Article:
Once upon a time, professional networking happened after hours while sipping an aperitif or while swinging your golf clubs at a charity event. Putting together your professional image in the privacy of your personal space before shaking hands with prospects or clients will soon be a thing of the past. Image used to be everything. But now, with the explosion of Facebook, they’ve all seen you in a messy tube top holding both ends of a beer bong.
Facebook and other social media sites have blurred the lines between personal and professional. It’s a strange tangle of ‘friends’ that you retain and it can be impossible to tell where one begins and the other ends. Times have definitely changed—and the shift continues at a monumental rate. For the new generations it will be all they know. The idea of an archaic professional image (that some of us continue to cling to) will be as important to them as an eight-track cassette of The Bay City Rollers—or as necessary as a pen.
The surest way to maintain your individual professional image is to show it to everyone. While that may take care of you as an individual, what does that mean for your business? As you move your company out into the social stream, the course of your professional actions are now muddied in a personal dance with your consumers—while the whole world watches. Gone are the days where you could interact one-to-one and if you gave a less than stellar customer service performance to one individual, then you had the opportunity to make amends before it snowballed out of control. Negative publicity was word of mouth. Now, your lurking prospects , customers, and stakeholders can see it with their own eyes. You start with the out-of-control snowball—and you must work backward and quickly melt it back down to nothing. You must make amends to the whole world—not just one unhappy customer.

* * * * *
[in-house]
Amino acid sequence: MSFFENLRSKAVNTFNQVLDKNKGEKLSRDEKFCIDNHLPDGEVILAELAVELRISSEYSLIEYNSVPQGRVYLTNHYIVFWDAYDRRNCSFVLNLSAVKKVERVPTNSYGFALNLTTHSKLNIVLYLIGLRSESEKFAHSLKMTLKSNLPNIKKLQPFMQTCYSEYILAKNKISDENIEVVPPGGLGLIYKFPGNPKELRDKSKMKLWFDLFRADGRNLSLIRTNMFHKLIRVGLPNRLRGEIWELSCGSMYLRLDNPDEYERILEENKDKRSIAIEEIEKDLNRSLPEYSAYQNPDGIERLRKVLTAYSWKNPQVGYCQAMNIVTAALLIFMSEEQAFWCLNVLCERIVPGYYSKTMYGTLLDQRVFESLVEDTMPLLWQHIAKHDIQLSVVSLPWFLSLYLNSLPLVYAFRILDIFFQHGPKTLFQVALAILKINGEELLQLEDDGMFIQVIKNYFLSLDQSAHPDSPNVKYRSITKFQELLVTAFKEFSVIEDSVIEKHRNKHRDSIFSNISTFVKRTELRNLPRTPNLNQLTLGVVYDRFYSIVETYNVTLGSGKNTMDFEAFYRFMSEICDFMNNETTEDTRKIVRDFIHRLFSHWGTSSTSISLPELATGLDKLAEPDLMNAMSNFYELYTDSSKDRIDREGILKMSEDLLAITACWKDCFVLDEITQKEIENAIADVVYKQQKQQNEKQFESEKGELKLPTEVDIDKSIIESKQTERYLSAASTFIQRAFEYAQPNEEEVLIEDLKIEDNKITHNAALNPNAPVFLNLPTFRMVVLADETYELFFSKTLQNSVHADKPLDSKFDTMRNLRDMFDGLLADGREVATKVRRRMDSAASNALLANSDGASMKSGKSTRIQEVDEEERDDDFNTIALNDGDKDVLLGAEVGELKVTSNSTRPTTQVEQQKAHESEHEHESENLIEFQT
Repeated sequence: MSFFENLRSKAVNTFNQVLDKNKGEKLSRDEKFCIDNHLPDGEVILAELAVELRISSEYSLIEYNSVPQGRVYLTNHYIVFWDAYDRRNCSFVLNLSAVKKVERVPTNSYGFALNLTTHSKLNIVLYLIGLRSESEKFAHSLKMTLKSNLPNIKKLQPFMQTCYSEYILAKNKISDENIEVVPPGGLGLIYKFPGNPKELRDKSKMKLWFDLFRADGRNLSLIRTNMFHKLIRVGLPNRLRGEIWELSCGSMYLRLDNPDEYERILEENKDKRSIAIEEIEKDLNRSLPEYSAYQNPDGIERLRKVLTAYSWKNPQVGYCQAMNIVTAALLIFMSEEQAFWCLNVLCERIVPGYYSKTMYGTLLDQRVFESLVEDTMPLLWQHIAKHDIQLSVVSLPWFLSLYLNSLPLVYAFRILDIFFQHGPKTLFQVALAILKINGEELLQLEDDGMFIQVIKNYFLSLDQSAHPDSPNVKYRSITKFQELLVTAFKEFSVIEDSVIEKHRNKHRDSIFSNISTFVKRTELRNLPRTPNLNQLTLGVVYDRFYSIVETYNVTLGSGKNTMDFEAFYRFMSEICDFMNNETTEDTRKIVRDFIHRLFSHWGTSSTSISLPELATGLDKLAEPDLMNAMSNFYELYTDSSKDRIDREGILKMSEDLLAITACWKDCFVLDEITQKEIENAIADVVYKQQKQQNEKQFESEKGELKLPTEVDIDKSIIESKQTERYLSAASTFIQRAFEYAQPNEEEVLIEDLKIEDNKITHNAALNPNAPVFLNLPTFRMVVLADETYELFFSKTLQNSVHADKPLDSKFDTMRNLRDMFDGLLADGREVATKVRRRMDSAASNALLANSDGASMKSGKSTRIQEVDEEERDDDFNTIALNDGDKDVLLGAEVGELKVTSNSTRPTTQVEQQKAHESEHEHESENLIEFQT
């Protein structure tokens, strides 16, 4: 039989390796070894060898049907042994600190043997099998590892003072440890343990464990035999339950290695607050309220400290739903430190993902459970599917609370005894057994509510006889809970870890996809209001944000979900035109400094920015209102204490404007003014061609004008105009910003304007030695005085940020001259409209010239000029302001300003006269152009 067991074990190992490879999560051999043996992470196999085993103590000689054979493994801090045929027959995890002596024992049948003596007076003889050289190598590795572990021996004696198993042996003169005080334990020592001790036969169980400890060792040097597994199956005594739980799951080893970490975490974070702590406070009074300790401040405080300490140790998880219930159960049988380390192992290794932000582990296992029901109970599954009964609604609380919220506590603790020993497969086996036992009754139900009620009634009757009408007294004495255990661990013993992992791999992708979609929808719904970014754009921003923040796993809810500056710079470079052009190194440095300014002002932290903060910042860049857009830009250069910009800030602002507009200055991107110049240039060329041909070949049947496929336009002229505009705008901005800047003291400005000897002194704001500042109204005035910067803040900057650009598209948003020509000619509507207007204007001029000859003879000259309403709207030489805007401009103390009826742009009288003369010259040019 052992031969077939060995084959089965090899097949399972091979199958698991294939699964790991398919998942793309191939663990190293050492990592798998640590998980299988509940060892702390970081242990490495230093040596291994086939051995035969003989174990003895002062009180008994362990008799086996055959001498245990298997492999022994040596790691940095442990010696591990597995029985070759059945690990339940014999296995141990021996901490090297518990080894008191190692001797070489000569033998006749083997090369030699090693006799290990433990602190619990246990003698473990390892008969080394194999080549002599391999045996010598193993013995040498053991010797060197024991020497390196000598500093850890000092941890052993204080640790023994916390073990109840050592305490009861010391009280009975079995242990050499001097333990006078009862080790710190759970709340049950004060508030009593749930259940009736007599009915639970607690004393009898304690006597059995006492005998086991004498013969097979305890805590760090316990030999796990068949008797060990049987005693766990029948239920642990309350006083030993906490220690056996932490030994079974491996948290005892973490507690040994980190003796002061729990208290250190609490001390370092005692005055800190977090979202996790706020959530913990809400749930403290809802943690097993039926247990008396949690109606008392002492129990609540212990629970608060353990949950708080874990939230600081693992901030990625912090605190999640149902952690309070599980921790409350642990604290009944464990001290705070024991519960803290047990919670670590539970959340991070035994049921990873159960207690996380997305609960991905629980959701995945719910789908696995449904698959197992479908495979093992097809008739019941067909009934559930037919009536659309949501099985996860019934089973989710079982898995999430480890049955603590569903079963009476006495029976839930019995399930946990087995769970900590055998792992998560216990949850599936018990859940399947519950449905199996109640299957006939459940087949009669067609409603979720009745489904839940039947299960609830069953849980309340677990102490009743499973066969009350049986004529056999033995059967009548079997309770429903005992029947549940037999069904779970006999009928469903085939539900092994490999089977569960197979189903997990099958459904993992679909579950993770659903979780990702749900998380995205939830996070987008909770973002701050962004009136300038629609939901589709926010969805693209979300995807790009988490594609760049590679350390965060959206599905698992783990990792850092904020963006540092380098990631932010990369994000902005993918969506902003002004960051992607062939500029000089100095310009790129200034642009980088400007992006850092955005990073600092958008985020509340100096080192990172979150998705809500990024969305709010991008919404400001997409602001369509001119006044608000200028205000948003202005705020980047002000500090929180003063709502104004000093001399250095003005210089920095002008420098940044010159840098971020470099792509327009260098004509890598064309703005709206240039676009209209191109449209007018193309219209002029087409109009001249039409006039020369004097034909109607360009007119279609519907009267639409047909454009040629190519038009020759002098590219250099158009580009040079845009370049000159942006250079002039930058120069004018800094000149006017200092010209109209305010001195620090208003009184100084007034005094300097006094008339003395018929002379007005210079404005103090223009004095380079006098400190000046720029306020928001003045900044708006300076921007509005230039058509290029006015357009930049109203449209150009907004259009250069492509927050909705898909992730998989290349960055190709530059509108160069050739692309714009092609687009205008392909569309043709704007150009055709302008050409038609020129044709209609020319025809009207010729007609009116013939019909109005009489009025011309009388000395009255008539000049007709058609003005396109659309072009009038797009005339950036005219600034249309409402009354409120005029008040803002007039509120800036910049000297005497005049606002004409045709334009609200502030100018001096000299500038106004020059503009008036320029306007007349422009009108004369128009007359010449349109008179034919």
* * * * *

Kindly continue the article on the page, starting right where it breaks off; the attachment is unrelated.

The positive in this—and yes, there is one there—is that this new age of social networking will keep you honest. It will tighten and hone your professional customer service techniques so that each customer or prospect you deal with will be given the same courtesy and attention to detail as the next. It’s a win—win. To help you bridge this gap will be a great social strategist (hi, nice to meet you) that will coach and navigate for you, gently pushing you forward, building your brand up in front of the social eyes of your consumers, and helping you to organize yourself in front of your waiting audience. Make no mistake—it is important that you be there. Everyone is there. You’re already conspicuous with your absence. If you don’t steer your social reputation, your unhappy customers, disgruntled employees and crazy ex-wife will.
Now, as an individual, you’re completely on your own. It’s possible that nobody will be watching you. Maybe the only interaction you will have is on your birthday when your mom posts the obligatory “happy birthday” on your Facebook wall. I can’t help you with that.